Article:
Australia is both home to the world’s oldest continuous cultures, as well as one third of all the known uranium on Earth. Australia is therefore a critical site for understanding the nuclear fuel cycle as future cultural and environmental heritage.︎

Principal investigator: N.A.J. Taylor︎ 
Institutional partner: TBA
Key output:
a digital humanities project in development︎
Sponsors:
Deakin University, Killam Trusts, and The University of British Columbia
External funding: $350,000




The Atomic Photographers Guild is the pre-eminent collective dedicated to visualising all aspects of the nuclear age. Formed in 1987 by Robert Del Tredici, the Guild has since amassed an archive of photographic negatives and prints from more than forty photographers across seven decades. The collection begins with the world’s two first atomic photographers: Berlyn Brixner, the United States’ government’s head photographer of the Manhattan Project, and Yoshito Matsushige, the only photographer to document the atomic destruction of Hiroshima from inside that city on August 6, 1945. Despite the significance of the Guild’s archive, the collection has yet to be formally catalogued and digitised.︎

Principal investigator: N.A.J. Taylor︎with the Guild’s Advisory Board 
Institutional partner: Atomic Photographers Guild︎
Sponsor/s: Australian Academy of the Humanities︎

Key output: cataloguing and digitisation of the Guild’s Yoshito Matsushige, Beryl Brixner, and Robert Del Tredici archive︎
External funding: $2,000

The question of whether and how to communicate the problem of nuclear harm into the far-future to avoid intrusion is a vexing one. Following a film series and public dialogue, the decision was made to, first, print a handful of photographic images taken inside the Onkalo facility on stoneware ceramic, and, second, to deposit those tablets inside saliferous (i.e., flowing) salt deposits dating more than forty million years old in Hallstatt, Austria. The stoneware medium and salt storage method promises to preserve the images for at least 10,000 years.︎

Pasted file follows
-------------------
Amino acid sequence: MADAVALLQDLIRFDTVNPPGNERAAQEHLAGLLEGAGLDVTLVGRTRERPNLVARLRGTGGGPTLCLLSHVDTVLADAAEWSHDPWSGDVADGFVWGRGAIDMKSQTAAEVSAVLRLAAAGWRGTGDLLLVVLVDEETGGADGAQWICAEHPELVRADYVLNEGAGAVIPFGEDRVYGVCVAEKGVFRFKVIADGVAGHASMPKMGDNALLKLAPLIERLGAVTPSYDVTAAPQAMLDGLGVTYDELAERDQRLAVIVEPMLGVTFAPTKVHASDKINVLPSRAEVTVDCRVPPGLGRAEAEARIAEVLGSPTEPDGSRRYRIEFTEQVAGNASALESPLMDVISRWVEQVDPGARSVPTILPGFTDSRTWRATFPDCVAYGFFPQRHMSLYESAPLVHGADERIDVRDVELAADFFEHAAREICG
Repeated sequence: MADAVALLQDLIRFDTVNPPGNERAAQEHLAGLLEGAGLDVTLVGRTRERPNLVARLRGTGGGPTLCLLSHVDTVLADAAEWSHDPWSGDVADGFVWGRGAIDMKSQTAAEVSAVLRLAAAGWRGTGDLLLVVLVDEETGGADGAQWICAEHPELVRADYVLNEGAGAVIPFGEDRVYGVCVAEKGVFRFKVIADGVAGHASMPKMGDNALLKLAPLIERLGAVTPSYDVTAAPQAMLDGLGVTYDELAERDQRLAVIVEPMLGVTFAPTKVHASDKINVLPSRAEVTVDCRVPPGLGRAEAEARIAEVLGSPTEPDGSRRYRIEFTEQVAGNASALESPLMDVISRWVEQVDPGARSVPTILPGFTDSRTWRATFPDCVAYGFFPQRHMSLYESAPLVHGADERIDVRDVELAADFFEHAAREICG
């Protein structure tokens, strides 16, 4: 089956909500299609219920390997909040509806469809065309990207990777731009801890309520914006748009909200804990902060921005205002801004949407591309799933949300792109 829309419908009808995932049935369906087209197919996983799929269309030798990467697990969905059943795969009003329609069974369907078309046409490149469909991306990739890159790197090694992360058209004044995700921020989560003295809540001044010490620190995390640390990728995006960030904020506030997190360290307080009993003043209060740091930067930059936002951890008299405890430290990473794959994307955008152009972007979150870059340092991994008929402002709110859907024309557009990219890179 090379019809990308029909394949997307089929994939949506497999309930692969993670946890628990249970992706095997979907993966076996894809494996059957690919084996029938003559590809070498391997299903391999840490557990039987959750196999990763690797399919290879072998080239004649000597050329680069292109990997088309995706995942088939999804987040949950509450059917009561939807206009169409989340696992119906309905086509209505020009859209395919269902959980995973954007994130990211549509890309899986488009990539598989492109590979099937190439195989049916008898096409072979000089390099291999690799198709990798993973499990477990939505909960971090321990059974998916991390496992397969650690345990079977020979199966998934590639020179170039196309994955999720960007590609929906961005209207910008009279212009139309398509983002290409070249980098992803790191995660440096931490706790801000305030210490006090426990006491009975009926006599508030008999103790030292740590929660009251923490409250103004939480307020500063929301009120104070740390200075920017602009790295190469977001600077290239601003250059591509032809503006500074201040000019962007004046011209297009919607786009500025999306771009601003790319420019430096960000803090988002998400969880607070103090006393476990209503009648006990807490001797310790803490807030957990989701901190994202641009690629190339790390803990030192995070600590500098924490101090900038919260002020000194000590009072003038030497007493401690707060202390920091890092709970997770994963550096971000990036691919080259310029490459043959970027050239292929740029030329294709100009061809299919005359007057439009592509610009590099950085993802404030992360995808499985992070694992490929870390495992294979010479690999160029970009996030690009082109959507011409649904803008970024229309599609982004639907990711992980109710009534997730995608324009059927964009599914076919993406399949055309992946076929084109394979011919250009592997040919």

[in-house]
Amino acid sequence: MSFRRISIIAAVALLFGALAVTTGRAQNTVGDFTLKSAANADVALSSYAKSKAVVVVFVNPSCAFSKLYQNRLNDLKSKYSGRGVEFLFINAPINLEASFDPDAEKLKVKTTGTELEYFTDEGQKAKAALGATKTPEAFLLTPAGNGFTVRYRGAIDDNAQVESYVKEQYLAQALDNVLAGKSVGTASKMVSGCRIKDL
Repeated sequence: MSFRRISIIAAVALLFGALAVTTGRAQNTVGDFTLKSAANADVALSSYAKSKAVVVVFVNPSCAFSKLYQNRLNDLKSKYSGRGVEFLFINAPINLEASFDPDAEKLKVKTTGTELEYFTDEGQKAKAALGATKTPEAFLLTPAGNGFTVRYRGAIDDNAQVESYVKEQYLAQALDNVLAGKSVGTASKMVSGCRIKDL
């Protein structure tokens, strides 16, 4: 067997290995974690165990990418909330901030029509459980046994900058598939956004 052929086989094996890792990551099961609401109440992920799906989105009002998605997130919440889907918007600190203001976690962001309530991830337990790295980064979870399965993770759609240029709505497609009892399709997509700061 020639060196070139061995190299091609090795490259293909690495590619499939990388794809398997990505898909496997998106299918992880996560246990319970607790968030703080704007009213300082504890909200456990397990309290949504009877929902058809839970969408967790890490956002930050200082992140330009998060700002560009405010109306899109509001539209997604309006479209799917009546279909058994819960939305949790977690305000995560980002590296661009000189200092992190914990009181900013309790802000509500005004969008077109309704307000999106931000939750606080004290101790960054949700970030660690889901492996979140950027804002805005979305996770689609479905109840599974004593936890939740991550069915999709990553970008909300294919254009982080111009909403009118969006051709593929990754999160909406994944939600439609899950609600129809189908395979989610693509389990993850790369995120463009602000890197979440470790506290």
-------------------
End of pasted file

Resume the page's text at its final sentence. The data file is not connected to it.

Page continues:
Principal investigator: N.A.J. Taylor︎ 
Institutional partner: Memory of Mankind︎
Key output:
an exhibition︎ 
Sponsors: Sterling Archer; Bob and Wendy Ashcroft; Alex Bagg; Ellise Barkley; Jyoti Blenclowe; Jessie Boylan; Paul Brown; Chris Bunting; Anthony Burke; Richard Butcher; Elliot Chapple; Ruth Charters; Daniel Clifton; Gavin and Jess Crawcour; Andrew Evans; Lucas Gibson; Julian Hewitt; Brodie Higgs; Avon Hudson; Andrew Hustwaite; Redi and Evald Koobak; Michael Lake; Luca Lana; Benjamin Law; Sophie and Tim Mattick; Cindy McGrath; Leeann McKnight; Chris Mosely; Geoff and Sue Nicholson; Andrew Ritchie; Jesse Sutton; R.H. and J.M.L. Taylor; Sue Wareham; Nicola Weston.︎ 
External funding: $6,500



The Archive of Nuclear Harm collected and displayed materials on life and death in the nuclear age. We also designed and delivered educational programs. Items of interest included artworks and other cultural artefacts that explore the full range of harms—to bodies and the biosphere—that are inflicted by both the civilian and military applications of nuclear technology, as well as the universal problems of nuclear contamination and waste. Since the legacy of the nuclear age must be conceived on timescales of up to one million years and threaten the continued safe operating conditions of Earth’s biosphere, this will be a memory institution like no other.︎

Principal investigators: N.A.J. Taylor︎ Key output: a manifesto︎
Sponsors:
Alphaville Theatre Company / Australia Council for the Arts; Ghost Foundation; Nuclear Futures Partnership Initiative / The University of New South Wales; The Seed Box: A MISTRAS-FORMAS Environmental Humanities Collaboratory / Linköping University; The University of Alabama; The University of Montreal; The University of Queensland; Whitman College 
External funding: $20,000